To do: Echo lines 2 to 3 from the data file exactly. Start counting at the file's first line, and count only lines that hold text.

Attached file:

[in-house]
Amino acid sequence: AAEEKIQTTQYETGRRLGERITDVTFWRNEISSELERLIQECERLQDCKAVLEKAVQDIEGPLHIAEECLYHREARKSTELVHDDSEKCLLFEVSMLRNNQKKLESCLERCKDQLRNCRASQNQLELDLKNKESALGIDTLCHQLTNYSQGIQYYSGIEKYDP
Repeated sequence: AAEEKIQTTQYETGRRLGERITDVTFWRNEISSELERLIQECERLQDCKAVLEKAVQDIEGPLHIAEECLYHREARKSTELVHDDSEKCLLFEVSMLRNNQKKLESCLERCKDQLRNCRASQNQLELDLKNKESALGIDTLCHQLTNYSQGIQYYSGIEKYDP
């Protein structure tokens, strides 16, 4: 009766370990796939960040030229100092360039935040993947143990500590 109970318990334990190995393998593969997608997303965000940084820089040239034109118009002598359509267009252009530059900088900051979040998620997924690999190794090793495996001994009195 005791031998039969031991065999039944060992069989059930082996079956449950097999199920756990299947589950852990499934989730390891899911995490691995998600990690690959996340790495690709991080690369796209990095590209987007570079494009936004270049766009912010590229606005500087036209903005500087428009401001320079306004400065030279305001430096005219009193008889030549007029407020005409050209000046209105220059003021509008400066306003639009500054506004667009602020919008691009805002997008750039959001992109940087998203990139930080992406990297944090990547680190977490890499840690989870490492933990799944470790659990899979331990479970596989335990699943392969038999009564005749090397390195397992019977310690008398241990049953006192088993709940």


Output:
Amino acid sequence: AAEEKIQTTQYETGRRLGERITDVTFWRNEISSELERLIQECERLQDCKAVLEKAVQDIEGPLHIAEECLYHREARKSTELVHDDSEKCLLFEVSMLRNNQKKLESCLERCKDQLRNCRASQNQLELDLKNKESALGIDTLCHQLTNYSQGIQYYSGIEKYDP
Repeated sequence: AAEEKIQTTQYETGRRLGERITDVTFWRNEISSELERLIQECERLQDCKAVLEKAVQDIEGPLHIAEECLYHREARKSTELVHDDSEKCLLFEVSMLRNNQKKLESCLERCKDQLRNCRASQNQLELDLKNKESALGIDTLCHQLTNYSQGIQYYSGIEKYDP